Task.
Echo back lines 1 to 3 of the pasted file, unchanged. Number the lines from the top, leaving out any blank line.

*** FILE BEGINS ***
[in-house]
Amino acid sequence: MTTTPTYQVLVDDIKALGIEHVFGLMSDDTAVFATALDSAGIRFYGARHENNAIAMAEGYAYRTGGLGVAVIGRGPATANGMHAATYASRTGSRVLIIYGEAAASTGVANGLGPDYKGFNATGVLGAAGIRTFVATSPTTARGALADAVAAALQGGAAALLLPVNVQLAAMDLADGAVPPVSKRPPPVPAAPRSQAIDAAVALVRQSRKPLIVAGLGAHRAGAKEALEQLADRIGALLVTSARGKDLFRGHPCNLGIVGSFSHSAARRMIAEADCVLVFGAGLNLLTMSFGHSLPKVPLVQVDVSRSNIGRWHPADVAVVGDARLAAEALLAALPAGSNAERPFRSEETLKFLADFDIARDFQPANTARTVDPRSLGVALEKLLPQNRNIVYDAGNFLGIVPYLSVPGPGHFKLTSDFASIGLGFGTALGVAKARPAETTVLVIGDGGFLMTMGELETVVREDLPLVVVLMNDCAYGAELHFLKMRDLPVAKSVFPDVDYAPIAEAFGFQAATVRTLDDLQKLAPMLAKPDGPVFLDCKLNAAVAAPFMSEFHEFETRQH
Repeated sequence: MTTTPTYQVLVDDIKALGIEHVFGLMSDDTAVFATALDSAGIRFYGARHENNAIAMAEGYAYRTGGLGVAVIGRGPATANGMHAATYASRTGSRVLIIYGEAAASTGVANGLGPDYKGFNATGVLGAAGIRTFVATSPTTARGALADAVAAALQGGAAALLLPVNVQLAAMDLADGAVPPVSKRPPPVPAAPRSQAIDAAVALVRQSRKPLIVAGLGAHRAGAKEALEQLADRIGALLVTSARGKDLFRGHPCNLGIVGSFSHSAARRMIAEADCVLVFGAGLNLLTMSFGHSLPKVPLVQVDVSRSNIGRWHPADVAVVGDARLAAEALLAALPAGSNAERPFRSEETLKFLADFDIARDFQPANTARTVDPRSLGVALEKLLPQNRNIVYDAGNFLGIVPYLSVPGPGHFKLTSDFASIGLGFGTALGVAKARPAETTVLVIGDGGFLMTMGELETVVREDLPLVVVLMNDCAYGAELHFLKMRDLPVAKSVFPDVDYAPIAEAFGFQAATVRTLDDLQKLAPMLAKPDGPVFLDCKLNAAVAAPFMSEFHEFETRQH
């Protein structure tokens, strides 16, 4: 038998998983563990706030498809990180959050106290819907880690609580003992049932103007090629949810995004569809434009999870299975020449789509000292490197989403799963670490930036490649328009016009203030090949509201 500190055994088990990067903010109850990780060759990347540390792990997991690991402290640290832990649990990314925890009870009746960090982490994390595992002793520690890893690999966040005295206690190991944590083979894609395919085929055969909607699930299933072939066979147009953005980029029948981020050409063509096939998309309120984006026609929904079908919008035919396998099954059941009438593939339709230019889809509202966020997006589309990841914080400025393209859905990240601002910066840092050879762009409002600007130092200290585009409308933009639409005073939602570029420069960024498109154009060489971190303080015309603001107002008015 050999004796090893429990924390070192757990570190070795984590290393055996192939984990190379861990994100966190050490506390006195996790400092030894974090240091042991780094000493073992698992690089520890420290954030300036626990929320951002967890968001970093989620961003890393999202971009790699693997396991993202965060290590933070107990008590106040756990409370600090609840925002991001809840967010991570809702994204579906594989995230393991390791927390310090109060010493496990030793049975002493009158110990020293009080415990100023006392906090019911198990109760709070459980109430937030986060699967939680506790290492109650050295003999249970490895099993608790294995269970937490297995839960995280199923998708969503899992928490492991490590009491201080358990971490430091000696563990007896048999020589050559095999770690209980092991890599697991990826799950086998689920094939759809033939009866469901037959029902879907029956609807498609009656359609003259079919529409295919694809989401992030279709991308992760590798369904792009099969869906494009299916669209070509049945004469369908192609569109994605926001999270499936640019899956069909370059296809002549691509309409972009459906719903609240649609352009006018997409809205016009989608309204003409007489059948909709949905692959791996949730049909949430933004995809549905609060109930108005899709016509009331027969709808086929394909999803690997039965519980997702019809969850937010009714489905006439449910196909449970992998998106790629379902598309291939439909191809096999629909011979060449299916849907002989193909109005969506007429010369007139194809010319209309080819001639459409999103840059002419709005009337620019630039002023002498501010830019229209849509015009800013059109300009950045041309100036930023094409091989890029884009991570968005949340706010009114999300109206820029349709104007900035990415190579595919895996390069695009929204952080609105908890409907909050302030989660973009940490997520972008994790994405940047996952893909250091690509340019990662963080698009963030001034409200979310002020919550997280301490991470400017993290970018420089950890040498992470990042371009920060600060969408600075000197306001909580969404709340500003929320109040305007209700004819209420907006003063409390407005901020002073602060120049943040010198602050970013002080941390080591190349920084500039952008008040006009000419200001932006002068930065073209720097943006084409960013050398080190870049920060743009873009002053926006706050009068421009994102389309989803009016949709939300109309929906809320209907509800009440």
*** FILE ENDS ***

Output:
[in-house]
Amino acid sequence: MTTTPTYQVLVDDIKALGIEHVFGLMSDDTAVFATALDSAGIRFYGARHENNAIAMAEGYAYRTGGLGVAVIGRGPATANGMHAATYASRTGSRVLIIYGEAAASTGVANGLGPDYKGFNATGVLGAAGIRTFVATSPTTARGALADAVAAALQGGAAALLLPVNVQLAAMDLADGAVPPVSKRPPPVPAAPRSQAIDAAVALVRQSRKPLIVAGLGAHRAGAKEALEQLADRIGALLVTSARGKDLFRGHPCNLGIVGSFSHSAARRMIAEADCVLVFGAGLNLLTMSFGHSLPKVPLVQVDVSRSNIGRWHPADVAVVGDARLAAEALLAALPAGSNAERPFRSEETLKFLADFDIARDFQPANTARTVDPRSLGVALEKLLPQNRNIVYDAGNFLGIVPYLSVPGPGHFKLTSDFASIGLGFGTALGVAKARPAETTVLVIGDGGFLMTMGELETVVREDLPLVVVLMNDCAYGAELHFLKMRDLPVAKSVFPDVDYAPIAEAFGFQAATVRTLDDLQKLAPMLAKPDGPVFLDCKLNAAVAAPFMSEFHEFETRQH
Repeated sequence: MTTTPTYQVLVDDIKALGIEHVFGLMSDDTAVFATALDSAGIRFYGARHENNAIAMAEGYAYRTGGLGVAVIGRGPATANGMHAATYASRTGSRVLIIYGEAAASTGVANGLGPDYKGFNATGVLGAAGIRTFVATSPTTARGALADAVAAALQGGAAALLLPVNVQLAAMDLADGAVPPVSKRPPPVPAAPRSQAIDAAVALVRQSRKPLIVAGLGAHRAGAKEALEQLADRIGALLVTSARGKDLFRGHPCNLGIVGSFSHSAARRMIAEADCVLVFGAGLNLLTMSFGHSLPKVPLVQVDVSRSNIGRWHPADVAVVGDARLAAEALLAALPAGSNAERPFRSEETLKFLADFDIARDFQPANTARTVDPRSLGVALEKLLPQNRNIVYDAGNFLGIVPYLSVPGPGHFKLTSDFASIGLGFGTALGVAKARPAETTVLVIGDGGFLMTMGELETVVREDLPLVVVLMNDCAYGAELHFLKMRDLPVAKSVFPDVDYAPIAEAFGFQAATVRTLDDLQKLAPMLAKPDGPVFLDCKLNAAVAAPFMSEFHEFETRQH